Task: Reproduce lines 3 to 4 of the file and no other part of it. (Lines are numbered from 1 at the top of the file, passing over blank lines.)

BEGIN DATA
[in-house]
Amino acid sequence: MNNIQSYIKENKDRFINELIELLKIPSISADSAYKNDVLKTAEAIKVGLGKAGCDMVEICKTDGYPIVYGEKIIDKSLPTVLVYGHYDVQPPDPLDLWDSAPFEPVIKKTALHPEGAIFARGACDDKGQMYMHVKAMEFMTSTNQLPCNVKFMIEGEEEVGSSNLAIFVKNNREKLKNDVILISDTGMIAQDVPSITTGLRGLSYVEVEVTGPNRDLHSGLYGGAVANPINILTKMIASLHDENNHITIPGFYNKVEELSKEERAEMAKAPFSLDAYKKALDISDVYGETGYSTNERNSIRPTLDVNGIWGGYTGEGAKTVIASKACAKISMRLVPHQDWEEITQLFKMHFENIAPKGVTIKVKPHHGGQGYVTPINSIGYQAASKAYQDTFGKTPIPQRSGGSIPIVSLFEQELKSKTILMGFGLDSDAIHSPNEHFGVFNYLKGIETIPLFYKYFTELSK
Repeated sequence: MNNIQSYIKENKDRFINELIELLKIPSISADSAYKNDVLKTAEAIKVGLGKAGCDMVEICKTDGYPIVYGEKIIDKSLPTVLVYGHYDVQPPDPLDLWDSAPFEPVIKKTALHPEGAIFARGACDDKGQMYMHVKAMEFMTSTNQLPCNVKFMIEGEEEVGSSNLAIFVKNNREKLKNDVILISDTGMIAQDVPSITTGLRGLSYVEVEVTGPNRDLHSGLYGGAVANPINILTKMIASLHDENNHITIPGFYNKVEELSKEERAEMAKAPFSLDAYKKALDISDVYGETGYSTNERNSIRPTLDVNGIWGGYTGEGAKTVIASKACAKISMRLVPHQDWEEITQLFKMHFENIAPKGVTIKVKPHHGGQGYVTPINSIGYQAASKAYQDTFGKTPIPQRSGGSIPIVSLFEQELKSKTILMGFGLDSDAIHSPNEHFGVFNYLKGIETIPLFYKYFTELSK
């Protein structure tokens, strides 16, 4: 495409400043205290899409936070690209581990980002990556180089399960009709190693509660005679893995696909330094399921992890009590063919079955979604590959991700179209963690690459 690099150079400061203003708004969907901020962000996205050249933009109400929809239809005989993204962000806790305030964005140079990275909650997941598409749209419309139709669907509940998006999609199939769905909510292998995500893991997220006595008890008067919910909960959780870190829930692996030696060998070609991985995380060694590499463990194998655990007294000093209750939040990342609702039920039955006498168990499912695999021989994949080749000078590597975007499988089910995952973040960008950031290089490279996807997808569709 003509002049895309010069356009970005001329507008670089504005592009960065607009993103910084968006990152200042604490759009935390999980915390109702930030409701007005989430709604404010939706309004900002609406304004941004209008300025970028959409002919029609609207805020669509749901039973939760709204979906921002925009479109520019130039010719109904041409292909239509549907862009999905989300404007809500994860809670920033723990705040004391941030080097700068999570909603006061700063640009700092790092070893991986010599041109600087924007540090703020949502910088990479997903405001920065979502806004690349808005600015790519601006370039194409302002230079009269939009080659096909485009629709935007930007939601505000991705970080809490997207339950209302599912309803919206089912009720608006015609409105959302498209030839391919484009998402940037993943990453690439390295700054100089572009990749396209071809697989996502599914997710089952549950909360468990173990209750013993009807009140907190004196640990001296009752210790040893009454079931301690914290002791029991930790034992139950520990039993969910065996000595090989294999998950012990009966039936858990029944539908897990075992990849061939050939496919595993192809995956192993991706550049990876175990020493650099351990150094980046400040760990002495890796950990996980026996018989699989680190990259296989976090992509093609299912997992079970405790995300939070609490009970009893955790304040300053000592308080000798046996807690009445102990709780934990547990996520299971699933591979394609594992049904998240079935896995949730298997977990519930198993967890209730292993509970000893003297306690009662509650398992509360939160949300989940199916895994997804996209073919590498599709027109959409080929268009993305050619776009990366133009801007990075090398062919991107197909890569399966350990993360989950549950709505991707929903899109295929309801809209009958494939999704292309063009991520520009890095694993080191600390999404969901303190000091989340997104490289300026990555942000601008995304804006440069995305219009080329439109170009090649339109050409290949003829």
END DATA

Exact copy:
Repeated sequence: MNNIQSYIKENKDRFINELIELLKIPSISADSAYKNDVLKTAEAIKVGLGKAGCDMVEICKTDGYPIVYGEKIIDKSLPTVLVYGHYDVQPPDPLDLWDSAPFEPVIKKTALHPEGAIFARGACDDKGQMYMHVKAMEFMTSTNQLPCNVKFMIEGEEEVGSSNLAIFVKNNREKLKNDVILISDTGMIAQDVPSITTGLRGLSYVEVEVTGPNRDLHSGLYGGAVANPINILTKMIASLHDENNHITIPGFYNKVEELSKEERAEMAKAPFSLDAYKKALDISDVYGETGYSTNERNSIRPTLDVNGIWGGYTGEGAKTVIASKACAKISMRLVPHQDWEEITQLFKMHFENIAPKGVTIKVKPHHGGQGYVTPINSIGYQAASKAYQDTFGKTPIPQRSGGSIPIVSLFEQELKSKTILMGFGLDSDAIHSPNEHFGVFNYLKGIETIPLFYKYFTELSK
């Protein structure tokens, strides 16, 4: 495409400043205290899409936070690209581990980002990556180089399960009709190693509660005679893995696909330094399921992890009590063919079955979604590959991700179209963690690459 690099150079400061203003708004969907901020962000996205050249933009109400929809239809005989993204962000806790305030964005140079990275909650997941598409749209419309139709669907509940998006999609199939769905909510292998995500893991997220006595008890008067919910909960959780870190829930692996030696060998070609991985995380060694590499463990194998655990007294000093209750939040990342609702039920039955006498168990499912695999021989994949080749000078590597975007499988089910995952973040960008950031290089490279996807997808569709 003509002049895309010069356009970005001329507008670089504005592009960065607009993103910084968006990152200042604490759009935390999980915390109702930030409701007005989430709604404010939706309004900002609406304004941004209008300025970028959409002919029609609207805020669509749901039973939760709204979906921002925009479109520019130039010719109904041409292909239509549907862009999905989300404007809500994860809670920033723990705040004391941030080097700068999570909603006061700063640009700092790092070893991986010599041109600087924007540090703020949502910088990479997903405001920065979502806004690349808005600015790519601006370039194409302002230079009269939009080659096909485009629709935007930007939601505000991705970080809490997207339950209302599912309803919206089912009720608006015609409105959302498209030839391919484009998402940037993943990453690439390295700054100089572009990749396209071809697989996502599914997710089952549950909360468990173990209750013993009807009140907190004196640990001296009752210790040893009454079931301690914290002791029991930790034992139950520990039993969910065996000595090989294999998950012990009966039936858990029944539908897990075992990849061939050939496919595993192809995956192993991706550049990876175990020493650099351990150094980046400040760990002495890796950990996980026996018989699989680190990259296989976090992509093609299912997992079970405790995300939070609490009970009893955790304040300053000592308080000798046996807690009445102990709780934990547990996520299971699933591979394609594992049904998240079935896995949730298997977990519930198993967890209730292993509970000893003297306690009662509650398992509360939160949300989940199916895994997804996209073919590498599709027109959409080929268009993305050619776009990366133009801007990075090398062919991107197909890569399966350990993360989950549950709505991707929903899109295929309801809209009958494939999704292309063009991520520009890095694993080191600390999404969901303190000091989340997104490289300026990555942000601008995304804006440069995305219009080329439109170009090649339109050409290949003829």